House Republicans voted in support of legislation linking taxes, the IRS and the unpopular Obamacare, just before leaving Washington for their August recess on Friday.
The House voted 232-185 for a bill that would bar the IRS from any role in carrying out the health-care law or in collecting taxes to help pay for it.
The lead sponsor of the "Keep the IRS Off Your Health Care Act" is Rep. Tom Price, R-Ga., a practicing physician for more than 20 years before his election to Congress in 2004.
The House vote marked the 40th time it has moved to repeal parts or all of the health-care law. President Obama has signed seven of those bills but none eroded the law’s basic building blocks. The White House earlier this week said he would veto the bill.
The Obama health law grants the IRS more than 40 different enforcement powers. Price says the admitted conduct of the IRS in evaluating conservative organizations for tax-exempt status disqualifies the agency from this new role.
"The genesis for [the bill] was earlier this Spring when the revelations came out about the incredible, chilling tactics of the Internal Revenue Service targeting political groups and targeting individuals for their ideology and then leaking donors to those groups and then targeting donors for audits," Price told WND.
"The IRS is the implementation and enforcement arm of the Affordable Care Act and that just ought not be. The American people, by over 80 percent, believe that ought not be the case," said Price, who says putting more sensitive data in the hands of the IRS is exactly the wrong move.
"The medical information, the IRS will tell you, is not what they're after. Even though it's not the focus of what they would be doing, they described what they did in the tax-exempt arena as 'not necessary.'"
The bill does not specify which arm of the government would be responsible for implementing and enforcing the law. Price says that would be the administration's decision but he hopes it would be people who actually know something about health care.
But just shifting the bureaucracy is not Price's ultimate goal. He says the whole law needs to go.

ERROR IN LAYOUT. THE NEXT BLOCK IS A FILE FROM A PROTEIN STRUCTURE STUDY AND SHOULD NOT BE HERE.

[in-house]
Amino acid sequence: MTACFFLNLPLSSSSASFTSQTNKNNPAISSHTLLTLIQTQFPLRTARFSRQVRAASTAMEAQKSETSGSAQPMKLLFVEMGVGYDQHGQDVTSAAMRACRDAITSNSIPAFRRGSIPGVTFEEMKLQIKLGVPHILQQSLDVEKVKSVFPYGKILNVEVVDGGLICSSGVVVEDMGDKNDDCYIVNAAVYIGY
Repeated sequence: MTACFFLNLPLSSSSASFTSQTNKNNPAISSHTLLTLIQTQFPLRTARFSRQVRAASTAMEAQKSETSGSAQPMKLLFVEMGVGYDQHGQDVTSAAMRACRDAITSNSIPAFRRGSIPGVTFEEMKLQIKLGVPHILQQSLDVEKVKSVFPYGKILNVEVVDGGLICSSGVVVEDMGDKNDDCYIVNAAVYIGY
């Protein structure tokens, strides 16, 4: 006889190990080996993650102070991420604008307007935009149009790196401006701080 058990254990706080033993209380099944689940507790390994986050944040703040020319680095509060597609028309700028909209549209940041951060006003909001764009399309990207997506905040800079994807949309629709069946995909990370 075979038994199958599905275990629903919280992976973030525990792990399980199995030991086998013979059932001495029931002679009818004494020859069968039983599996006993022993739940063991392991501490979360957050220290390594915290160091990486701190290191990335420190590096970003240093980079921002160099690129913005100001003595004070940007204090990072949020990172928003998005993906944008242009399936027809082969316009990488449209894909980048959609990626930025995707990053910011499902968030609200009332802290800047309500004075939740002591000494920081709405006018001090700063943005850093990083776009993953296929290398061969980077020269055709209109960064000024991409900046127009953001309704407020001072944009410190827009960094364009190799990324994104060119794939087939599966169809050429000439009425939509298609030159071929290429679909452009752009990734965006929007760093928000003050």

"The Obamacare law is an affront to the American people. What we need to get to is patient-centered health care, which is a bill that we've proposed, that allows patients and families and doctors to make medical decisions."
The legislation Price introduced and he believes is a superior way to address health care reform is HR 2300, "The Empowering Patients First Act."
The congressman also weighed in on the escalating GOP debate over whether tying the defunding of Obamacare to a continuing resolution to fund the government is the best way to derail the law. Without specifically touting the merits of that plan, Price says any strategy that weakens or eliminates Obamacare is fine with him.
"I'm a plan A, B, C, D, E guy. You've got to keep fighting on every single front. You're never quite certain which one is going to be successful, so whatever opportunity we have, we need to keep pushing," said Price. "Whether it's the continuing resolution, whether it's funding of the government, whether it's any other piece of legislation that's coming through, we need to absolutely make sure that Obamacare doesn't result in Washington's ability to dictate to the American people what kind of health care is available to them and, therefore, what kind of health care is not available to them."
Critics of the defunding plan on both sides of the aisle suggest trying to defund Obamacare as part of funding the government will pit the effort to end Obamacare against government functions like paying the troops and issuing Social Security checks. Price says that's not true.
"The House has already passed legislation that would make it so that the president was able to continue with Social Security checks and paying the troops and the like. That's a false argument on their side," said Price, who says that legislation is still awaiting action in the Democrat-controlled Senate.